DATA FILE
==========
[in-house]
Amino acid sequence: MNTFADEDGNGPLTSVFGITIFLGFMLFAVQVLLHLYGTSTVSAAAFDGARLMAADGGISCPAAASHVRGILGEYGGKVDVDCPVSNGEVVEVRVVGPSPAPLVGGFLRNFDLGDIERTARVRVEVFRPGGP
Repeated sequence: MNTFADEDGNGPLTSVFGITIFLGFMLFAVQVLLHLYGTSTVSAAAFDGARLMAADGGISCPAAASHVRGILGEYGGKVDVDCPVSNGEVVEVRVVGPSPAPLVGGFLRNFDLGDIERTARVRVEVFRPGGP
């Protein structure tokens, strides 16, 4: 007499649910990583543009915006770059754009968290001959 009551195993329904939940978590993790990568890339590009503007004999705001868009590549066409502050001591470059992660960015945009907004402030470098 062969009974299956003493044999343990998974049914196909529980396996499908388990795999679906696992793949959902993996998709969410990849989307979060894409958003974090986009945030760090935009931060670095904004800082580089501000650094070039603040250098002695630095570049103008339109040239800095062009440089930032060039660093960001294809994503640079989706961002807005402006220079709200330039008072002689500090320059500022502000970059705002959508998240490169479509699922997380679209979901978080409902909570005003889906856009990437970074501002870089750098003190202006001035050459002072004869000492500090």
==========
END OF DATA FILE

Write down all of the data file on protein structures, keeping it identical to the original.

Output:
[in-house]
Amino acid sequence: MNTFADEDGNGPLTSVFGITIFLGFMLFAVQVLLHLYGTSTVSAAAFDGARLMAADGGISCPAAASHVRGILGEYGGKVDVDCPVSNGEVVEVRVVGPSPAPLVGGFLRNFDLGDIERTARVRVEVFRPGGP
Repeated sequence: MNTFADEDGNGPLTSVFGITIFLGFMLFAVQVLLHLYGTSTVSAAAFDGARLMAADGGISCPAAASHVRGILGEYGGKVDVDCPVSNGEVVEVRVVGPSPAPLVGGFLRNFDLGDIERTARVRVEVFRPGGP
């Protein structure tokens, strides 16, 4: 007499649910990583543009915006770059754009968290001959 009551195993329904939940978590993790990568890339590009503007004999705001868009590549066409502050001591470059992660960015945009907004402030470098 062969009974299956003493044999343990998974049914196909529980396996499908388990795999679906696992793949959902993996998709969410990849989307979060894409958003974090986009945030760090935009931060670095904004800082580089501000650094070039603040250098002695630095570049103008339109040239800095062009440089930032060039660093960001294809994503640079989706961002807005402006220079709200330039008072002689500090320059500022502000970059705002959508998240490169479509699922997380679209979901978080409902909570005003889906856009990437970074501002870089750098003190202006001035050459002072004869000492500090």